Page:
Quoted from the author's "Preface."
"I write this little work, my sixtieth or thereabouts, in unusual conditions. I am a thousand miles off the coast of Africa, the broad blue ocean exquisitely tempering the golden splendour of the tropical sun. Europe, with its poignant problems and its maddening futilities, is several thousand miles away, beyond the round, heaving breast of mother earth. And the sun lays its
warm fingers on one's tired temples, and smiles, and gives one a delicious, dreamy, painless oblivion of all but its own intoxicating glory, and its immense blue throne, and the wide blue-grey ocean; and at night there are the stars, which, now that one has for a spell become a child of nature, light up like lover's eyes with a greeting."
"I have dreamed for a week, and am now awake, and must work; for there is a faint breath of the cold south in the air. And it is of something human I must write. Nature is very close to one in this ocean-desert, but humanity is closer than ever. What is this strange enchantment of life at sea? Character becomes translucent. You see into the most shrinking corners of men's and women's hearts. Nowhere in the world is there more pretence and hypocrisy than here; and nowhere is there more childlike gaiety and outpour of self. People are solemn in their trivialities; trivial in their imagined solemnities."
"The sun set the other night in his most kingly pomp. Over his grave, far out over the darkening heavens, spread a fan of the most delicately and intensely luminous pale blue; so luminous that it far outshone the day sky. An ethereal rose turned the higher and more distant bands of cloud into such diaphanous films as one might imagine on the limbs of an eastern queen; and the thick, small rain-clouds of the foreground marched, in fantastic black shapes, across the screen of light, as if all the fabled beasts of the universe were mourning the death of Pan. Yet for three-fourths of the duration of this titanic drama in colour I was the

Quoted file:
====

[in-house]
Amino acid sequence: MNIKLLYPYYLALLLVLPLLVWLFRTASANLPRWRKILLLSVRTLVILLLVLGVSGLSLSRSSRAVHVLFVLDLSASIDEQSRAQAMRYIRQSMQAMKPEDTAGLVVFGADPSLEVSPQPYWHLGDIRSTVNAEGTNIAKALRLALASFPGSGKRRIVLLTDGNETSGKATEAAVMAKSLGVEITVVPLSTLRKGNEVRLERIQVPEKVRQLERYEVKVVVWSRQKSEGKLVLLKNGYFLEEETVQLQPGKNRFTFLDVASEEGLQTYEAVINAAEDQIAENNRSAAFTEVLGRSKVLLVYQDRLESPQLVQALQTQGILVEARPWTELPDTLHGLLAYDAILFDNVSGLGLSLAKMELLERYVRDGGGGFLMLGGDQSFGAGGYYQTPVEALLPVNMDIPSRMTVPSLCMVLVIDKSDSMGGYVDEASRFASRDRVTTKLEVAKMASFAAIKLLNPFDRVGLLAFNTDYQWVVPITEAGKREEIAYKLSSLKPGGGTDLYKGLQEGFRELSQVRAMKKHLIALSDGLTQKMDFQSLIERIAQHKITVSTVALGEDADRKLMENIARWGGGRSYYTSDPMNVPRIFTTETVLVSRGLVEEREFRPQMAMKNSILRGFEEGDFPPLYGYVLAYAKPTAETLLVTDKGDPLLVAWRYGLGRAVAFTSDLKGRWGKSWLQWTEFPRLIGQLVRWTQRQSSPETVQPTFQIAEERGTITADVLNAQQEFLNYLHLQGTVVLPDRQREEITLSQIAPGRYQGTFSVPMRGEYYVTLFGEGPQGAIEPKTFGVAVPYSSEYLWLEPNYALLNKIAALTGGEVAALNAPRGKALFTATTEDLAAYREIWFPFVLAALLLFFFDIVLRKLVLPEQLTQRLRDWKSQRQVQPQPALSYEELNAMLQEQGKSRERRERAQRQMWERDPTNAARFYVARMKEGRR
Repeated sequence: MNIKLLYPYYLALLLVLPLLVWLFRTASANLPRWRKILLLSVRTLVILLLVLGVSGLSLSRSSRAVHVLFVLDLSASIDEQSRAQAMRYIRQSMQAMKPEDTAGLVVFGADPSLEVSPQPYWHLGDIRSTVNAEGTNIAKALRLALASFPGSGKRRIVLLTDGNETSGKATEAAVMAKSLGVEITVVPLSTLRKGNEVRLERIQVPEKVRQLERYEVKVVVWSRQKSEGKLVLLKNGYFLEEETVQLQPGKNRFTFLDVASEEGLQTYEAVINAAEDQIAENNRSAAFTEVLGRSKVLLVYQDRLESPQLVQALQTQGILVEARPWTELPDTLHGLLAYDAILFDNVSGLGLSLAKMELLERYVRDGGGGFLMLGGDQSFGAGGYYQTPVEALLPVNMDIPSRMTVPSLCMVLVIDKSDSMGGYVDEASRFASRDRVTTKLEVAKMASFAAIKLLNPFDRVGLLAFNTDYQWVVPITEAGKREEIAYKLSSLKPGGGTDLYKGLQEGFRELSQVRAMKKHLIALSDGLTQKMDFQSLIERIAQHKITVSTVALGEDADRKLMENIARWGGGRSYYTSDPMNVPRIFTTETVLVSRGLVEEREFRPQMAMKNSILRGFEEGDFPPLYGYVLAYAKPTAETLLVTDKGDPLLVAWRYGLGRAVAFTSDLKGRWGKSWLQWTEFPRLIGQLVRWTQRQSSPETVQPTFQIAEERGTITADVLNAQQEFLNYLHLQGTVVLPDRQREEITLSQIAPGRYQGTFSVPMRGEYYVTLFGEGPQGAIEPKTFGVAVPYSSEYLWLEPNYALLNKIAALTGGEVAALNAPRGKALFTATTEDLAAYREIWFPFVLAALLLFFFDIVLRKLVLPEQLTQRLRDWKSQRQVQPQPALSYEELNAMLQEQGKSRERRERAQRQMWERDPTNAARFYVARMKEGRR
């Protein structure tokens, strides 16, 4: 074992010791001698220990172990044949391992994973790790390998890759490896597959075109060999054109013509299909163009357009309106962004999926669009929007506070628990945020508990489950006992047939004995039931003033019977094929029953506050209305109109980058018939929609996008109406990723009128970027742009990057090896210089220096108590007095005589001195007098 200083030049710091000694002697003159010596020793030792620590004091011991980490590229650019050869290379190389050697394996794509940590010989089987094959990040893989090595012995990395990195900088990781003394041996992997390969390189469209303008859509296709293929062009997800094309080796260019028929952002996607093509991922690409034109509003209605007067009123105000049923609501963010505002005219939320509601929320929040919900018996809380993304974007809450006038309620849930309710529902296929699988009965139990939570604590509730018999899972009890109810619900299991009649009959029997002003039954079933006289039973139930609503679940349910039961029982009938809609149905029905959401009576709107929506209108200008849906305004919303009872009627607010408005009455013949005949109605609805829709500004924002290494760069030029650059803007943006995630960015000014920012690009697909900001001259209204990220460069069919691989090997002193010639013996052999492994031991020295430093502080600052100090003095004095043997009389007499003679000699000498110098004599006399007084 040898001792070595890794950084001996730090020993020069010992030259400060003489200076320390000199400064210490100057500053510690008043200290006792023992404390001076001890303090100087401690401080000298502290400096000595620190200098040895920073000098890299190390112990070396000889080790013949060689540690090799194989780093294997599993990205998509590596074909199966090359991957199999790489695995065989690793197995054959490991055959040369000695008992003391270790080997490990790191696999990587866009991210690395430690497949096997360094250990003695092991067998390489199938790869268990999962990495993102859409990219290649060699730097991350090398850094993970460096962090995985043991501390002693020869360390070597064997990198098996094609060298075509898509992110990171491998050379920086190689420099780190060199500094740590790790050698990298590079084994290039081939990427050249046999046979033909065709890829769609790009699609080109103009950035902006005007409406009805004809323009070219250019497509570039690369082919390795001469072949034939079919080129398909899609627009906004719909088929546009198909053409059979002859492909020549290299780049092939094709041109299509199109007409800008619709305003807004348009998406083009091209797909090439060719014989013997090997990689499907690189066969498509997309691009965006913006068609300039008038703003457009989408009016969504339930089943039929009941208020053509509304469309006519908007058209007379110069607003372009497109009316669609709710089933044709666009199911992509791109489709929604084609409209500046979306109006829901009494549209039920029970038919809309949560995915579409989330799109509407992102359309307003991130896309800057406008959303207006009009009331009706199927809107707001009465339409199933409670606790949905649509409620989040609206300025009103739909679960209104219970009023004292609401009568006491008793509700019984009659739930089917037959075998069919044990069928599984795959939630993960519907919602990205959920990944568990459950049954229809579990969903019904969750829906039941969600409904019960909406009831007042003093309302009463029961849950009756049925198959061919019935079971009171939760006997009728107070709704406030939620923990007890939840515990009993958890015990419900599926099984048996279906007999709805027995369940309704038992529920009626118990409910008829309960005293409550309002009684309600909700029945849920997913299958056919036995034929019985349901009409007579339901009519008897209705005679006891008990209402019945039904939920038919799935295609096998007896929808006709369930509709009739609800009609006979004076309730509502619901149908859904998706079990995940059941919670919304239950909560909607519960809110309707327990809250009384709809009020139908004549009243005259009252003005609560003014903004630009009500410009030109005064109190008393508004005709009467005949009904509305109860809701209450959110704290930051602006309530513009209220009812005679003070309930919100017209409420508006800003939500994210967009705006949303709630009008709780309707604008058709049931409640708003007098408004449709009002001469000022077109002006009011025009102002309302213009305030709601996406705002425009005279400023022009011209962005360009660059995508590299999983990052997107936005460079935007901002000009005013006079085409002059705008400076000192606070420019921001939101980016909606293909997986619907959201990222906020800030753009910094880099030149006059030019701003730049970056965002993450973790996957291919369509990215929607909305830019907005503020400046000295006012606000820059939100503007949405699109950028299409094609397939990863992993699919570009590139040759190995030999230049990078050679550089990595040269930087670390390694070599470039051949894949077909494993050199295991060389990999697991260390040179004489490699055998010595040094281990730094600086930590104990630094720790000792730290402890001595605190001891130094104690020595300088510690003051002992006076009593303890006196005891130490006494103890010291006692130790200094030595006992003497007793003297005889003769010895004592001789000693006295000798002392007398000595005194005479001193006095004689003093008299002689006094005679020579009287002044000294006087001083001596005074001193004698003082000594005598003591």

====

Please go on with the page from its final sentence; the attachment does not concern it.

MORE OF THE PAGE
only worshipper. All others had gone down to dress for dinner. Next day the sun shone upon the stale scene and tawdry music of divine service at sea; yet few were absent, though assuredly one half of the worshippers had no heart in it."
"There is some misunderstanding; and religion, I gather, is at the root of it. So let this little book be about religion. Minds and hearts are, as I said, translucent here; and, looking in, I find, in regard to what most people say is the chief concern of life, much confusion, wilful haziness, insincerity. So let us talk it over, simply. There is no library within two thousand
miles, so I shall not be tempted to be learned, to deck my text with impressive footnotes and quotations, or to intimidate the reader with the sonorous language of philosophy or science. And let the talk be good-humoured, for my head is on the breast of nature, and all men are brothers. I just take the common questions which I find common folk discussing; and I offer such answers as forty years of assiduous study and thought have imposed upon me."